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It feels like Yesterday for busker John as he marks 25 years

By Donna MacAllister


INVERNESS’S best known busker is celebrating his 25th year performing on his own private pitch six days a week with his dog and acoustic guitar.

Beatles fan John Casey is a regular sight at the Victorian Market singing hits from the ’60s and ’70s while nine-year-old dalmatian Emily either snoozes at his feet in her fluffy teddy-filled dog basket or snacks on carrot and cucumber slices – after a pancreatitis diagnosis forced a biscuit ban.

The 62-year-old Merkinch bachelor, who has been engaged four times, saw his one and only single, Stella’s Baby, flop when it was released in 1985. He has never had a bank account, but continues to make a living out of busking with no plan to stop any time soon.

"I love doing this and I will keep going as long as I can," he said.

"I don’t drink and smoke and go out so I don’t need as much money as I used to. This is my only income and I survive. It’s my social life as well, I suppose, because I meet so many people here."

John has been a fixture in the market since 1993 and in that time has earned a specialplace in the Queensgate wing with his own special wall plaque hung by traders stating he is the only busker authorised to perform there.

Strumming with his right hand due to a problem that remains undiagnosed despite tests, he uses a pick nowadays, but it has not hampered his performance.

Born in Blackburn, he spent a decade in Edinburgh and came to Inverness by train in 1992 where it is fair to say his life has been one of ups and downs.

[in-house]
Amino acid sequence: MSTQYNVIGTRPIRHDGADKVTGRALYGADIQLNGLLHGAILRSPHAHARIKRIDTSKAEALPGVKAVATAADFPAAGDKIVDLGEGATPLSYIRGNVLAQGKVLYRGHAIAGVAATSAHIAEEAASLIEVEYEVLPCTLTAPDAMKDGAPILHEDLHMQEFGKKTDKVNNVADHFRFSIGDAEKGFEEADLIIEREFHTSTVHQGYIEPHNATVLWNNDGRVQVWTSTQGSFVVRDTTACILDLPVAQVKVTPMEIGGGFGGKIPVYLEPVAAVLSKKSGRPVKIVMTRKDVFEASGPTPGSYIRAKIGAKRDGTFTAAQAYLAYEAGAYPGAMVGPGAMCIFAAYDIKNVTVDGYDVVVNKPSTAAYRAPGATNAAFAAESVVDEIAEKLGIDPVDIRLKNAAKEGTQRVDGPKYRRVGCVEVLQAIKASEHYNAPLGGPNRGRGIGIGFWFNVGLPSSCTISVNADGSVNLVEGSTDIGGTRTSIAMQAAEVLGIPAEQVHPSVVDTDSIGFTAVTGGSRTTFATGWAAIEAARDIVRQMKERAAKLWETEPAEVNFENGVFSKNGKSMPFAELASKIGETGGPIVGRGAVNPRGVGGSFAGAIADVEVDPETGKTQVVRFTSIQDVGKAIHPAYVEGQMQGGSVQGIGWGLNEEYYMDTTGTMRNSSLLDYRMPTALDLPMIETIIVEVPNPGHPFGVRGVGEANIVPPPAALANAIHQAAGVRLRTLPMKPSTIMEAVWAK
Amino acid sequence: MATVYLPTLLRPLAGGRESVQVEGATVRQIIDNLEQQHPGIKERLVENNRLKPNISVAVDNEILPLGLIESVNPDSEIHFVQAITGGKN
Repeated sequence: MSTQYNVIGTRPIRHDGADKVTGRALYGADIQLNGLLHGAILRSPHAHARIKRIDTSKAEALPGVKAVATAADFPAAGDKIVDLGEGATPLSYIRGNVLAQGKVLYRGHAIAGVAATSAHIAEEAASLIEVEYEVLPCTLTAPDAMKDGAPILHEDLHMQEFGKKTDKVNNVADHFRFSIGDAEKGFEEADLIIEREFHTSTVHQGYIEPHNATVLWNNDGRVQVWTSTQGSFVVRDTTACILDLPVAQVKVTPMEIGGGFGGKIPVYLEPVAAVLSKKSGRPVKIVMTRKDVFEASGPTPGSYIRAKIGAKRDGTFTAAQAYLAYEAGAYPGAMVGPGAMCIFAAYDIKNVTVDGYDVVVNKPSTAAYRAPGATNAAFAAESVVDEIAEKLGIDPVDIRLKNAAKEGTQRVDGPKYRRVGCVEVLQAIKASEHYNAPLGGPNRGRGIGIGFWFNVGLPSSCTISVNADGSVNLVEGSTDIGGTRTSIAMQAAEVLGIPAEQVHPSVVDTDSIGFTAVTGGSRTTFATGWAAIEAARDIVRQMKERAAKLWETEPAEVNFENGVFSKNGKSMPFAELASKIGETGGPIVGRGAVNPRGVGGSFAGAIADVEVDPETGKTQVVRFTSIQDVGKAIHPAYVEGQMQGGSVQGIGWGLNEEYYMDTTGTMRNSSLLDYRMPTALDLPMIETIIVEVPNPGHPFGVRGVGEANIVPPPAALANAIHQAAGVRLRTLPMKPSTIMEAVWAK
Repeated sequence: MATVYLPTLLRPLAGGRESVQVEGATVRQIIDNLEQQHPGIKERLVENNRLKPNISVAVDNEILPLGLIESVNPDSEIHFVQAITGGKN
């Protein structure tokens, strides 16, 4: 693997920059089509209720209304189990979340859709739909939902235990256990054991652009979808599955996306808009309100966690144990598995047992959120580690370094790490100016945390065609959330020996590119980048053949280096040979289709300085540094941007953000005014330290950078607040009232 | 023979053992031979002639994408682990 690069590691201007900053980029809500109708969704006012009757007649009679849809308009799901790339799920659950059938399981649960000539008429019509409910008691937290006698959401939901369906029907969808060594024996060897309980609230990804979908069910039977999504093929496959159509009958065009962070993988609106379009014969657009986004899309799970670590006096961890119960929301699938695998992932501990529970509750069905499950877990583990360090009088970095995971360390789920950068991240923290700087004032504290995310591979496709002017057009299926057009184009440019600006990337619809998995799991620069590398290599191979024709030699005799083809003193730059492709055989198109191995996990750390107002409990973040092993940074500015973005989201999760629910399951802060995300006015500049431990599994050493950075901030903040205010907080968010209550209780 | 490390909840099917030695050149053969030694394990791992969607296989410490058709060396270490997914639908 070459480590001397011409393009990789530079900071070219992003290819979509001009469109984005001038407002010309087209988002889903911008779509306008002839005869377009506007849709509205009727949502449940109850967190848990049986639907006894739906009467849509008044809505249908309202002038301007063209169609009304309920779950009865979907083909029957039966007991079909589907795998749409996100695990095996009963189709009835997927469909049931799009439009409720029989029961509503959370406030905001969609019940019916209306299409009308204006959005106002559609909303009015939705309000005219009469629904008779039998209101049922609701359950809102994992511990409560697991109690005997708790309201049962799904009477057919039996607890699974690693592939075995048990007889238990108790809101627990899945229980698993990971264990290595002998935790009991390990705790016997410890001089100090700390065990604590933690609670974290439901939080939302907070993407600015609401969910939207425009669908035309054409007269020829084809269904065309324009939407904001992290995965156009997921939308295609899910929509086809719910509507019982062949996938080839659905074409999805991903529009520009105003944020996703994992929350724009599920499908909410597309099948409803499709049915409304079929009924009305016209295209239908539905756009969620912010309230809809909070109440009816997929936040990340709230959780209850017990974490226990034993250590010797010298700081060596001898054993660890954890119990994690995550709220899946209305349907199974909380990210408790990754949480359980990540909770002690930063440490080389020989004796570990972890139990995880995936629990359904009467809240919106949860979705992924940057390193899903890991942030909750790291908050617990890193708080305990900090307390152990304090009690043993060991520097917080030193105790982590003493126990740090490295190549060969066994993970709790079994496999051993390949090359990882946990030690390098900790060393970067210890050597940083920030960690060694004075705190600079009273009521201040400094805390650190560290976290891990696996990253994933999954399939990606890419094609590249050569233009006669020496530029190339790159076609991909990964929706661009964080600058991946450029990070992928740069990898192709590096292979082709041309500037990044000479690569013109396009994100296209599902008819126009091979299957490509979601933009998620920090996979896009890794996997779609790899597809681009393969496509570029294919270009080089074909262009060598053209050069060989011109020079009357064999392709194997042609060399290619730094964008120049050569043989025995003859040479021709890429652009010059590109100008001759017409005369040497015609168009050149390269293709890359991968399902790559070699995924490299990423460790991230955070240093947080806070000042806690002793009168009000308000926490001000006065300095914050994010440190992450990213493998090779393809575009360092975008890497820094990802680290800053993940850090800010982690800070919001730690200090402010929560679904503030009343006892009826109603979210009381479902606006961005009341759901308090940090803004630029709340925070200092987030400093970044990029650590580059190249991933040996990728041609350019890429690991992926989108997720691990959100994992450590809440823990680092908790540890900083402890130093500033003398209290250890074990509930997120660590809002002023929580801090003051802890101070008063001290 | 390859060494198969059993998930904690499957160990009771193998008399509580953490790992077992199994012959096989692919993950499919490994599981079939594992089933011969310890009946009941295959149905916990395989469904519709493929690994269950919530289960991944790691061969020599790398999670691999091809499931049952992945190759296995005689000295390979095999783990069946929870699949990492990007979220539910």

He bought a one-man tent from someone in the city’s Market Bar shortly after his arrival in Inverness and slept under the stars at Ness Islands for months.

His guitar was stolen and another one which was donated has been carrying his tunes ever since. It still plays well despite a patch-up job with sticky tape.

Back in 2004 two men robbed him while he was making a call in a phone box, making off with his money pouch.

He then lost his singing voice after a vocal chord infection. It came back six years ago, around the same time his strumming hand began to fail him.

But despite this he continues to enjoy serenading shoppers and is grateful to the traders, his regulars and everyone who stops for a chat.

"They have been brilliant to me over the years," he said.

Market trader Nancy Rattray, who runs Rattray’s Jokes Novelty Fancy Dress Seeds and Plants, said: "John brings a lot of people into the market.

"He sings the old smoochy songs and he’s still going strong after 25 years – good on him."

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